Other initiatives Manson noted include an increased focus on tracking and monitoring usage, particularly regarding water leak detection, along with domestic metering, as well as thinking about sustainability efforts when it comes to building maintenance.
“Sustainability has been a part of that conversation. And that gets to the optics as well, and balancing the employee experience and how much the employees care about sustainability, versus how much they care about spots on the windows,” she said.
In less dense areas like San Francisco’s East Bay, where landscaping for large office campuses and complexes is often an attractive selling point, landlords and property managers can be expected to loosen the reins of upkeep as the drought continues, according to Allen Matkins partner David Osias, who has experience in a variety of water rights, water supply and water resource matters.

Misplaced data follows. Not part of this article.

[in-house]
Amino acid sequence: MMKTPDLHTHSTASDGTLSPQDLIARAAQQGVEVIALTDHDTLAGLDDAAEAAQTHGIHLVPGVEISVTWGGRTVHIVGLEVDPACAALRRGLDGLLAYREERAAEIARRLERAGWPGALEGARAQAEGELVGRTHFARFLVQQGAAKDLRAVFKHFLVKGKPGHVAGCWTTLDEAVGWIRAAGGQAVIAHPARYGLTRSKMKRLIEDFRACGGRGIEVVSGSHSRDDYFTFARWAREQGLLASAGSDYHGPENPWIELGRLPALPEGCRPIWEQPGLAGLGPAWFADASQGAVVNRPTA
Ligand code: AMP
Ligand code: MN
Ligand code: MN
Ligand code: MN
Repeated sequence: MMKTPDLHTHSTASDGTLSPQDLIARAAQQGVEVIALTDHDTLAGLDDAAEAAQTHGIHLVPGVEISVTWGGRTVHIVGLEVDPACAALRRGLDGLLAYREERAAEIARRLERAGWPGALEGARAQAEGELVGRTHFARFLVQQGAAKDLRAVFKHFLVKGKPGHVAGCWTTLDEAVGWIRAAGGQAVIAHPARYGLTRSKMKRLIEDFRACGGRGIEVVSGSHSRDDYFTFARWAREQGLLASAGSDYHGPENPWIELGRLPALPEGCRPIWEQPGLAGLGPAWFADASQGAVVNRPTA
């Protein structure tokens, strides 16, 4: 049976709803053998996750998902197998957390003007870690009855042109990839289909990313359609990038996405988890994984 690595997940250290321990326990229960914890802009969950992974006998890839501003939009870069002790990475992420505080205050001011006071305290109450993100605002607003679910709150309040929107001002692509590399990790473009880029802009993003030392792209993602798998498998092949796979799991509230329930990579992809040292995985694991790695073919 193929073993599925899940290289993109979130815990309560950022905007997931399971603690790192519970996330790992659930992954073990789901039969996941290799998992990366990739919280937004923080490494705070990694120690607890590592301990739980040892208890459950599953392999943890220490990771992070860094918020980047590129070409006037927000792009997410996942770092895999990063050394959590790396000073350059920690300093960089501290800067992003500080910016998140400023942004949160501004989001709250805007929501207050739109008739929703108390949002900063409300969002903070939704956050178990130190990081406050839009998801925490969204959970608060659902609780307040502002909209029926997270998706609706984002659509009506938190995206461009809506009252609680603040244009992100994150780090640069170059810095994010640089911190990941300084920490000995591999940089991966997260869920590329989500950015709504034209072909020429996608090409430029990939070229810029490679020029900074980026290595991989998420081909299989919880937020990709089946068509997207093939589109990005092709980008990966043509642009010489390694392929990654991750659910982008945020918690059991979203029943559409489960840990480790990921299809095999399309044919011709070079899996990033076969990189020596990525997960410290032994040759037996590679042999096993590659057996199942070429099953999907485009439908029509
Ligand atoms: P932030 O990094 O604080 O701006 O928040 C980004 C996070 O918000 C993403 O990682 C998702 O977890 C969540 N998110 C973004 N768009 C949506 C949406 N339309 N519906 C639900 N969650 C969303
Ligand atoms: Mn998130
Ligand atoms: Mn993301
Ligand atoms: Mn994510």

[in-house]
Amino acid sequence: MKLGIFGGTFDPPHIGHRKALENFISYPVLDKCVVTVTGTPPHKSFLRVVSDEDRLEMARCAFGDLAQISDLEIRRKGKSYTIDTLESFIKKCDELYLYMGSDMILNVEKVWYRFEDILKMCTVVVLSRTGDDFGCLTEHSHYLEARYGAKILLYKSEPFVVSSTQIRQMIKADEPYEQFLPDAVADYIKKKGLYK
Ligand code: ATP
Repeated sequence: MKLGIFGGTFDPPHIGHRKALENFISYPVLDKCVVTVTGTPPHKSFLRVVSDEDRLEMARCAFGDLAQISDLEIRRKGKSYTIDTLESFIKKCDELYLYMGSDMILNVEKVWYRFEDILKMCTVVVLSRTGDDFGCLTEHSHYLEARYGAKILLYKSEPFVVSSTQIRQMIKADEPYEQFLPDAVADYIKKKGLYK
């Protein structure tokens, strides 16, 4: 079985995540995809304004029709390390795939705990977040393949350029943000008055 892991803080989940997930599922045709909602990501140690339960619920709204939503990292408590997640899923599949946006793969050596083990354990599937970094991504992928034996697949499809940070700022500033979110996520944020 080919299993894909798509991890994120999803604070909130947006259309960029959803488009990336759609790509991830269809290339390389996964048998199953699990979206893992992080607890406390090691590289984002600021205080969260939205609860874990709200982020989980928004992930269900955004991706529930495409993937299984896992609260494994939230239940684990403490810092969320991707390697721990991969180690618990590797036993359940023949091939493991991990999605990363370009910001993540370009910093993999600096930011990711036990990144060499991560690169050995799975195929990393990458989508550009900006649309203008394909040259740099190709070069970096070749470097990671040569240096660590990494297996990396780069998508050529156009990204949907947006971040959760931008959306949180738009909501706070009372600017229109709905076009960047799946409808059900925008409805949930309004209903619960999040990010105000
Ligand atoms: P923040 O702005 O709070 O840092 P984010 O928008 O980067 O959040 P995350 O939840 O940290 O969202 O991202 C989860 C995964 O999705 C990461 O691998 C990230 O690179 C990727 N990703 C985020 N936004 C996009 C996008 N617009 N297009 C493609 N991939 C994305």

Commercial development in general could even be stifled in some cases, particularly those projects with substantial water demands.
“New development of commercial properties in certain areas may cease temporarily due to water supply assessments requiring sufficient supplies, which certain jurisdictions cannot provide. This likely won’t be the case in San Diego and Orange County, given their robust non-State Water Project local supplies. Another anomaly based on local supply is Marin County, which currently has full reservoirs,” Osias said.